First Year Fatties

At very end of the Spring bulb buying (and planting) season last year I snagged a bunch of bargains from Lowes which were 75% off.  Soon the holidays were upon me and I didn’t get the bulbs into the ground until the middle of January giving me pause that perhaps they would not bloom.

I am glad to say I was wrong and today the first of the First Year Hyacinths bloomed.

This is how hyacinths start out life.  Big, fat, almost top heavy blooms, packed with petals, and of course smelling like heaven.  Strangely enough though the following year there will be fewer individual flowers, and the following year even fewer, until they end up looking more like a stalk of English Bluebells than they do hyacinth.   You can see this from the picture of one of my blue ones along the pathway.

Of course I am not complaining because they do come back year after year and while the amount of individual blooms may diminish the scent never does.

As usual a couple of weeks back I discovered various poor things growing in their plastic bags at the Family Dollar next door to my Food Lion.  This is akin to leaving an orphaned kitten on my doorstep.  I simply cannot resist buying them and taking them home to be nestled into some soil and given the opportunity to thrive.  I picked up some Hosta, some Daylilies, Dahlia, and Dutch Iris.  The Hosta have repaid my kindness with already sending out green shoots, now I just have to cross my fingers that a late frost is not in my future.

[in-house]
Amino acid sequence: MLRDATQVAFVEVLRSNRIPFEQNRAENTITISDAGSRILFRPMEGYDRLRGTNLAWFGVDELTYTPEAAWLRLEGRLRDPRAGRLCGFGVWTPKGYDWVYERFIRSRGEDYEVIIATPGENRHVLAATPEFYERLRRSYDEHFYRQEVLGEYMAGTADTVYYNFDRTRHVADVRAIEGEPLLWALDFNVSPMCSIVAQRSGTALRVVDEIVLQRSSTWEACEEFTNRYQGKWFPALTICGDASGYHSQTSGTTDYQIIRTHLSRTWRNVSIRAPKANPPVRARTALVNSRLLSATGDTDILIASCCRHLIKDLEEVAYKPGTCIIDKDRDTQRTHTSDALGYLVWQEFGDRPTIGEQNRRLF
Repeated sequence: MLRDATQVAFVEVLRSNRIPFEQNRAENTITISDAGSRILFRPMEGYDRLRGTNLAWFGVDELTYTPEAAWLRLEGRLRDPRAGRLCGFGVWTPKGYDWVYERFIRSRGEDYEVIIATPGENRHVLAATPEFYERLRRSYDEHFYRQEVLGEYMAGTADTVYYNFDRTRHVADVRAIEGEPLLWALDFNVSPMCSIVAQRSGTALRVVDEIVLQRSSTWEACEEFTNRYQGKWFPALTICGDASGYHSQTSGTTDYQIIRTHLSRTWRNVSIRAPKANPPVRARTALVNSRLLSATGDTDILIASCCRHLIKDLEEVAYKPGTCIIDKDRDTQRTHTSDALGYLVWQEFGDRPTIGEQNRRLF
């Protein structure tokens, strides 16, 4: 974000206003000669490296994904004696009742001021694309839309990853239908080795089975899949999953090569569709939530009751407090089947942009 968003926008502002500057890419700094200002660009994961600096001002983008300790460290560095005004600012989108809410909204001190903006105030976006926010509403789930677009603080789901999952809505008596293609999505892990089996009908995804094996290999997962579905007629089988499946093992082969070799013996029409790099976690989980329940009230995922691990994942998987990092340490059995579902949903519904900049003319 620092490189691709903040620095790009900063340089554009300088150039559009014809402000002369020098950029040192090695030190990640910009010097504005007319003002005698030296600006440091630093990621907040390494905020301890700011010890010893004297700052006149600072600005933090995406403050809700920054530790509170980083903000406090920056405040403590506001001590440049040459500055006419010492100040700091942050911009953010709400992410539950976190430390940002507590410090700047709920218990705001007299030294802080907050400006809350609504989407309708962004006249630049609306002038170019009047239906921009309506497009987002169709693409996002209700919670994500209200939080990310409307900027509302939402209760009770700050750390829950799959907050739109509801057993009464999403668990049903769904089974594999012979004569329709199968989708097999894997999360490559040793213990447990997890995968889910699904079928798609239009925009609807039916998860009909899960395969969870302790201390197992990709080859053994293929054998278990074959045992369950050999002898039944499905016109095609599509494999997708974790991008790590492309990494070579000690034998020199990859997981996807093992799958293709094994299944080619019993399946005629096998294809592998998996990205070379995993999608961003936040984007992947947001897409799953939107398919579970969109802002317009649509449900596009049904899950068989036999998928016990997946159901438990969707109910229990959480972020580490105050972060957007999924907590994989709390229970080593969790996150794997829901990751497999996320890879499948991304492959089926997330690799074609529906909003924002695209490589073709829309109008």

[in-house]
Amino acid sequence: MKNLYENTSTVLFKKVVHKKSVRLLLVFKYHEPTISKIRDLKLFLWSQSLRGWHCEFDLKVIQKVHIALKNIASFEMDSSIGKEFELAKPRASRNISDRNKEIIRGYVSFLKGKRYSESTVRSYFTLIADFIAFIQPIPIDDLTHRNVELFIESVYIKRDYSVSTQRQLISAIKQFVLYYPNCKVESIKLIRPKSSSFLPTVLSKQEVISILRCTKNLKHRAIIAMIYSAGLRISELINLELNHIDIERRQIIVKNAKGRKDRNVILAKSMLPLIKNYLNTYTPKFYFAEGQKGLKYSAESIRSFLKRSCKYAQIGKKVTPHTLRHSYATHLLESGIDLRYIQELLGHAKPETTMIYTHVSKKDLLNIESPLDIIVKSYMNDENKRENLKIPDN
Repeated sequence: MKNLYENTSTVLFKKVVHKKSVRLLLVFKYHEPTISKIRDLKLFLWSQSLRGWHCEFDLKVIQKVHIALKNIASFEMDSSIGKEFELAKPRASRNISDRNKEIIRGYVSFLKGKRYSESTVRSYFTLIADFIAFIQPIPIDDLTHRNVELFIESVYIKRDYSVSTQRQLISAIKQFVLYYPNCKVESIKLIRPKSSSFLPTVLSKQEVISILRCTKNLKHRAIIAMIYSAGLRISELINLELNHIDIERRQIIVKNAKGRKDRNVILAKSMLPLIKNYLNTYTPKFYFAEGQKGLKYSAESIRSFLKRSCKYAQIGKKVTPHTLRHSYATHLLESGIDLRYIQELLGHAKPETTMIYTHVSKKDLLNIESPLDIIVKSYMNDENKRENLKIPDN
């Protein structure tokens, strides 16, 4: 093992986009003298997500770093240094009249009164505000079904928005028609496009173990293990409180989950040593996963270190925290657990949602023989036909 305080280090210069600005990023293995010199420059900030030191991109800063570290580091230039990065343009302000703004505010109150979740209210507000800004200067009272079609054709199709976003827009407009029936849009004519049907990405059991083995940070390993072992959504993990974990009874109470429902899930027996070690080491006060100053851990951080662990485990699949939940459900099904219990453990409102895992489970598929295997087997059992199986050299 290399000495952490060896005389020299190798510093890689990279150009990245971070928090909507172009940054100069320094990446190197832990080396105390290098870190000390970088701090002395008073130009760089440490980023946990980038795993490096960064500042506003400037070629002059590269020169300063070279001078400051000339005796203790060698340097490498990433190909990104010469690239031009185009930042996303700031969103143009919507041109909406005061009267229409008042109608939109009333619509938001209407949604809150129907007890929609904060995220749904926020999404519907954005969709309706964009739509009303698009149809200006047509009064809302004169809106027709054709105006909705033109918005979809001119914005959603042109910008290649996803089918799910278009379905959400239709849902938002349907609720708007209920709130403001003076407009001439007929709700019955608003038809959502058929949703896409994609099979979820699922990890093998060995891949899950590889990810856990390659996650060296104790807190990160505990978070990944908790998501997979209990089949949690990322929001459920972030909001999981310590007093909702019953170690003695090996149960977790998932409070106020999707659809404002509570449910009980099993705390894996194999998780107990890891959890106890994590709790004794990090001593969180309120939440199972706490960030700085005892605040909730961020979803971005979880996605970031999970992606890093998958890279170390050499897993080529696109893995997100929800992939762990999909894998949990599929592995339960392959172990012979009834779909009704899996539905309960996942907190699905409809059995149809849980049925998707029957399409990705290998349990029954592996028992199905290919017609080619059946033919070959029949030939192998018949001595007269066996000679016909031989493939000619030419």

The standard daffodils have now faded and their more showy cousins are now in bloom, particularly this pink and white variety which I always find charming.

The other welcome return for the year are the wild violets which I diligently dig out of the lawn and transplant to the pathway bed (or anywhere else I can find to put them).  The first one bloomed today and no doubt they will carpet the bed with their happy faces.

Finally the Carolina Jesamine (funny spelling I know but that is correct) burst into bloom today, just in time to replace the yellow of the fading Forcythia.

The best part about this is that the scent that it releases will fill the street in the evenings and will greet me when I get out of the car for weeks.  I cannot wait.

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